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SAT Instructor Dan M. shows you a shortcut method for solving system of equations math qs on the New SAT.

On your new SAT math section, you’re going to see some systems of equation questions that can be solved a number of different ways. One way that you probably learned in school is very long, but we’re going to work on the short way to do it to save you time on your SAT.

All right, guys. So here’s a question from the new SAT math. It’s going to be on one of your no calculator sections. So what we have here is it gives us these two systems of equations and it says if (x, y) is a solution to the system of equations above, what is x minus y and it gives us our four choices. So a lot of students will either start by trying to solve for one of the variables in one of these and plug it into here or they might even start by trying to subtract this equation here from the top equation, but they’ll run into some problems there with the signs. They will never get the signs right because, remember, we’re not just looking for x or y. We want x minus y. So we really want to get this, separated all by itself.

All right. So guys, we can always solve these things by isolating a variable, plugging it back in, but it takes a long time, okay? Remember, on your SAT, there’s probably going to be some sort of shortcut especially if it’s one of those questions it’s early on in the section. So always look to see if there’s some way that you can do things a little bit simpler, a little bit quicker because it’s probably there.

So instead of isolating the variables, we could subtract them, but we’d run into some sign problems. If I did it all that, we’d see that there’s a sign problem. And, we never get our x minus y. So even though you used to subtract them, sometimes it makes sense just to add them together. What I’m going to do now is I’m going to add these two equations together and see what we get. So 2x plus 3x is 5x and a negative 3y plus a negative 2y is a negative 5y.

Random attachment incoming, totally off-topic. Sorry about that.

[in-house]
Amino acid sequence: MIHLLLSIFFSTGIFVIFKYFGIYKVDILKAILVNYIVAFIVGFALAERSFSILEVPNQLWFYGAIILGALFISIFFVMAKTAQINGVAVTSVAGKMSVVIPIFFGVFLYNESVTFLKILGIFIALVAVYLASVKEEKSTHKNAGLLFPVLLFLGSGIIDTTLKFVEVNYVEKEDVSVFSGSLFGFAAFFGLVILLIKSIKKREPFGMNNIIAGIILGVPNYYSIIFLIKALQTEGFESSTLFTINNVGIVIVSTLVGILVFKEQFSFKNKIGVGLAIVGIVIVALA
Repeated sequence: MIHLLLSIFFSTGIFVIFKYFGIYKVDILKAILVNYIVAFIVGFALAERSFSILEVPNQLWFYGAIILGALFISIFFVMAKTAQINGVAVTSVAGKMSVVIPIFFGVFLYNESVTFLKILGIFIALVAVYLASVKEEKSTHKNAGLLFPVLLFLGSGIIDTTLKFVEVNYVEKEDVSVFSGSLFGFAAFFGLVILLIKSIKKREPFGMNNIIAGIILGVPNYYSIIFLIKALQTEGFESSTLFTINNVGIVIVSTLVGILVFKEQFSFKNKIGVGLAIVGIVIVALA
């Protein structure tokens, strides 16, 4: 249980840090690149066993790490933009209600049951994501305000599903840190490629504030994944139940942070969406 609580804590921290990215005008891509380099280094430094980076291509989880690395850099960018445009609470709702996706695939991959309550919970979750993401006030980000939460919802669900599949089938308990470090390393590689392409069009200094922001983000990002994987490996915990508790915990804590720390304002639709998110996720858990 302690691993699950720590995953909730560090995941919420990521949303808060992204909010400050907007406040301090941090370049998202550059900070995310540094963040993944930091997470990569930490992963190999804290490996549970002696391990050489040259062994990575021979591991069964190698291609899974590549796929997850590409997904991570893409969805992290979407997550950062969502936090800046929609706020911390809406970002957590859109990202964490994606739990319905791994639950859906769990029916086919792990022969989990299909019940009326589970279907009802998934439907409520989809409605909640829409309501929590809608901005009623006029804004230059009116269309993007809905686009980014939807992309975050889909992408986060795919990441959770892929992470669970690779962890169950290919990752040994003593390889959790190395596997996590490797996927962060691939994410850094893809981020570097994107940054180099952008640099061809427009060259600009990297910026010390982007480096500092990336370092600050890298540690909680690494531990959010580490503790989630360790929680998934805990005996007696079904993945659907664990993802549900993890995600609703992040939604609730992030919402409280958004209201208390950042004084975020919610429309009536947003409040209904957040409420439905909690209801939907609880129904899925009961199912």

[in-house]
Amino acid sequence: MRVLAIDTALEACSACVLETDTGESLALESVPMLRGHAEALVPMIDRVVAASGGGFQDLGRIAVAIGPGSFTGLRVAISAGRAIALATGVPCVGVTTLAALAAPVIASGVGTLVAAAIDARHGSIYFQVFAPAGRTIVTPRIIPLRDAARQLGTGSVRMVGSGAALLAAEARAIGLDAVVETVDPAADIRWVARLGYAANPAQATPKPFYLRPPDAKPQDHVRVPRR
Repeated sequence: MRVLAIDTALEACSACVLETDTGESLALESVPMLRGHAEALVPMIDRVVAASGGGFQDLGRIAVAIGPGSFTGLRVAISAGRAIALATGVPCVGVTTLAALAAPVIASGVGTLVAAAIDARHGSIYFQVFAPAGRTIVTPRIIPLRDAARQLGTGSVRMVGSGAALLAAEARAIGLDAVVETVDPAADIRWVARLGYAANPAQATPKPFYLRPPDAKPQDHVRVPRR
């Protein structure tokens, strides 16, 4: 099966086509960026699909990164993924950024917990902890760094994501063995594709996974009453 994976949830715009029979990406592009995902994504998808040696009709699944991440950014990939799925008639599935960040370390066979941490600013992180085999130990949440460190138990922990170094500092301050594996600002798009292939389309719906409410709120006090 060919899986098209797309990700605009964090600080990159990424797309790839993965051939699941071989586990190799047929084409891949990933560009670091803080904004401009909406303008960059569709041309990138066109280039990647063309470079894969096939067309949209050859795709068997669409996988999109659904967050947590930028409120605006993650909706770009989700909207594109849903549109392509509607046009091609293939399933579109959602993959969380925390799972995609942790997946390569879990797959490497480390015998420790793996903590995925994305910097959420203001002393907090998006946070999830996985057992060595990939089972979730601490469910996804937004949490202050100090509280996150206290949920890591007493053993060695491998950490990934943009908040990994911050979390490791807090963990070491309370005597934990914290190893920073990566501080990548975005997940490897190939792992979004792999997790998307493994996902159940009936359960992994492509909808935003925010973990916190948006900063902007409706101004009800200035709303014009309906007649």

And then, of course, on this side, negative 14 plus a negative 6 is negative 20. So right away, you should see that we’re kind of on the right track. We have our minus here with x and y and a bell should go off right away, 5, 5, 20, they’re all divisible by 5. So let’s get rid of that. If we divide each one of these terms by 5, we get just an x here, minus a y here, and negative 20 over 5, of course, is negative 4 and you’re done. You can see x minus y equals negative 4. We’re done since that’s exactly what we’re looking for. Always make sure to check what you’re looking for. Some people get this and start to solve for x. Not necessary.

We already have our answer right here, it’s C, and we can circle it. So remember to always look for those shortcuts. So remember, guys, when you see your systems of equation problems on the SAT, look to do something to simplify. You could always solve for a variable, plug it back in. Don’t do that. It takes too long. Look to either add or subtract in some way in order to simplify those equations to get what you’re looking for.

All right, guys. Well, thanks for joining us today. Hope the little instructions here help you. If you ever need some tutoring or you want some help questions, go to And otherwise, good luck on your test.

What was your biggest takeaway from this video tutorial about Shortcuts for Solving System of Equations Math Questions on the New SAT? Do you have any question for Dan and Alexis Avila?

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Published On: August 22nd, 2016By Categories: Featured, New SAT, New SAT Math, SAT MathTags: ,

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